If the Food & Wine Festival or Garden Festival are going on at Epcot, the booths are the place to eat. My foodie sister even raved about some of these (and that was the Garden Festival, not Food & Wine Festival!). Check out the Disney Food Blog for lots of up to date information about both these festivals.

Do you get the idea it's OK if you've got less than 180 days? We've booked two trips that way, one less than 60 days and one less than 30. We had a great time, both times!

That's enough about dining, for now. If it's less than 180 days but more than 60, go figure out your dining options then come back to learn about attractions. If it's 60 or less, keep reading.

Less Than 60 Days: Attractions, Rides, Parades, Characters

What about FastPass+, do you need it?

I suggest taking a look at your options. Like dining, if there's something you REALLY want to ride or see, and waiting for an hour is an issue, you want a FastPass+. You can only book three FastPass+ per day, in one park, in advance.

The day of, you can keep getting FastPass+ as you use one (so never more than three at a time plus you can get them in different parks on the day). Naturally, that means it's harder to get FP+ later in the day. This has a lot to do with how crowded the parks are. Some rides and shows don't even offer FP+ (these are less popular but will still have some wait most times of year---at peak season, it's a relatively long wait, completely off season, you may be able to walk up).

I think you might as well book FP+ if you think you'll use them. However, please be kind and cancel them if you know you won't use them. This can make them available for another guest. Wouldn't you like to be able to get a last minute FP+ to a popular ride? That only happens if one is canceled.

There's a better chance you have particular rides you want to ride if this is a long awaited trip. Use My Disney Experience to learn about your top ride picks and see if a FP+ is an option or available if you're in your booking window (note that characters are listed separately from "attractions" but relatively few characters have a FP+ option, only the most popular).

You can sign-up to get my countdown and planning "calendar" for free, below. This helps you figure out the 180, 60, and 30 days before your arrival without doing the math. It also gives you a place to note other items you might want to do at certain milestones before your trip.






Write the actual dates in by starting with your arrival day and working backward. You'll notice when you get to the "first" page, I didn't list days, I listed weeks.

I've Got More Than 6 Months

If it's not quite to six months and you want to figure out when 180 days is, grab my calendar printable. It is designed for you to enter your arrival date on page three and then work back to 30, 60, and finally 180 days. You can write in any other vacation related tasks you need to do at "milestones" (because you know you want to do things at 1 week before or 6 weeks before, and need to determine the date).

If you don't know anything about Disney dining options or what a FastPass is, you can either read the section above (ignoring the suggestions related to being short on time) or use the links at the end of this section.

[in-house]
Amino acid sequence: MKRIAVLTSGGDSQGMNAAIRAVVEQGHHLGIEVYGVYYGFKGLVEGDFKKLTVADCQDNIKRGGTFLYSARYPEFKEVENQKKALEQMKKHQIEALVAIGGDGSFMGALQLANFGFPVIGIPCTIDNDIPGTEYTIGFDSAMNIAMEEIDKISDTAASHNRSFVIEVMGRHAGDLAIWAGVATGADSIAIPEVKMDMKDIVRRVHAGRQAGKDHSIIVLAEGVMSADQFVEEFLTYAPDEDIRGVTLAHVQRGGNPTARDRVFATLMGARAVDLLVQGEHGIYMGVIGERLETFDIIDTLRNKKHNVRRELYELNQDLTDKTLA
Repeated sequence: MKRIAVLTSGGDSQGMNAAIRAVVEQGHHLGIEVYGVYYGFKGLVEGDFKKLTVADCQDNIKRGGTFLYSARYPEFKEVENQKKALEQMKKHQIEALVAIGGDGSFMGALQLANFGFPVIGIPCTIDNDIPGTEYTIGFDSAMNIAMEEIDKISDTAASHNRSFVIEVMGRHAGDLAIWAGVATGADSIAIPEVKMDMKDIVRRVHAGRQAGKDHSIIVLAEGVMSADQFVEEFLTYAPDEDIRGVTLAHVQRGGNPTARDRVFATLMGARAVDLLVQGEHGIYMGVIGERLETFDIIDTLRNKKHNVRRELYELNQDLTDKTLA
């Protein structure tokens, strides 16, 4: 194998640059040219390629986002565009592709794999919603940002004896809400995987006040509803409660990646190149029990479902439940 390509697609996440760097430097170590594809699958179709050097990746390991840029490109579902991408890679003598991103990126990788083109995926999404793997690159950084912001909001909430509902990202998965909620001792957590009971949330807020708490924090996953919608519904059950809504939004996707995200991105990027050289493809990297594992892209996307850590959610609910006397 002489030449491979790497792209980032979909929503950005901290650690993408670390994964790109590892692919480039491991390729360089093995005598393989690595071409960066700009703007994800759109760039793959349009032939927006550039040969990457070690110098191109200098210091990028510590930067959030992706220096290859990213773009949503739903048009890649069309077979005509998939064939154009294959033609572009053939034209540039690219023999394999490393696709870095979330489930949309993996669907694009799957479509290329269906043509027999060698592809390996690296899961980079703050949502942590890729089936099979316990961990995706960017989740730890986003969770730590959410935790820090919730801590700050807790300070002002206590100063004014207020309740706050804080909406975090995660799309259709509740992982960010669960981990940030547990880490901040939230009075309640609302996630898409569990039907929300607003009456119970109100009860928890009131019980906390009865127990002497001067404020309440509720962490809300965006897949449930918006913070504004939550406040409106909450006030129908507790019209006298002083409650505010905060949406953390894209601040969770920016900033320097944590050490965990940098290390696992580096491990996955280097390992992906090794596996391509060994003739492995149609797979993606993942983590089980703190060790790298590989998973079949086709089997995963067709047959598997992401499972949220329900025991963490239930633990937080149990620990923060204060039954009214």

You've got more time to read and learn so I'm not going to try and condense all that information here when others have done a better job covering each topic in detail. I've covered the absolute basics in the above sections.

What I do want to say is, if you don't have specific dining desires, don't make dining reservations unless you like being on a schedule. There will be restaurants with availability if you want a sit down ("table service") meal. If you are just planning to eat fast food ("quick service") you can only reserve Be Our Guest in Magic Kingdom for breakfast or lunch (dinner is table service). All other quick service is like any other fast food place, no reservations.

So for those of you familiar with dining reservations and FastPass+, what else would you put on the calendar? You could note vacation basics like scheduling to have your mail held. I like to do crafts (on our daughter's first trip I made the two of us a bunch of clothes). You might want to mark milestones with something fun (a special copycat meal, maybe).

I like keeping the magic going between vacations so even if it's 20 weeks out, I like to do something "Disney." Seeing a calendar with the milestones helps me plan better so I don't end up making eight outfits three weeks before we're leaving!

Here's an example. For our upcoming trip, I have to get a monorail outfit for our youngest and I need to "resize" my daughter's monorail outfit (yeah, you heard me, "monorail outfit").

I also found this great tutorial for a small Disney "purse." I'm loving it because I've never liked having a lanyard for my pins. It pulls on my neck too much. Now that we've got MagicBands, I don't need the card holder on a lanyard for my Key to the World Card, and PhotoPass card, and... I'm seriously looking forward to this craft and want to make sure I get it done (I suspect my daughter will also want one once she sees mine).







Learn more about Disney Dining here (official) and here.
Learn about FastPass+ here (official) and here.
[I just picked two major sites to give you information about these two topics. Do an Internet search for your specific questions and you'll probably find a great answer.]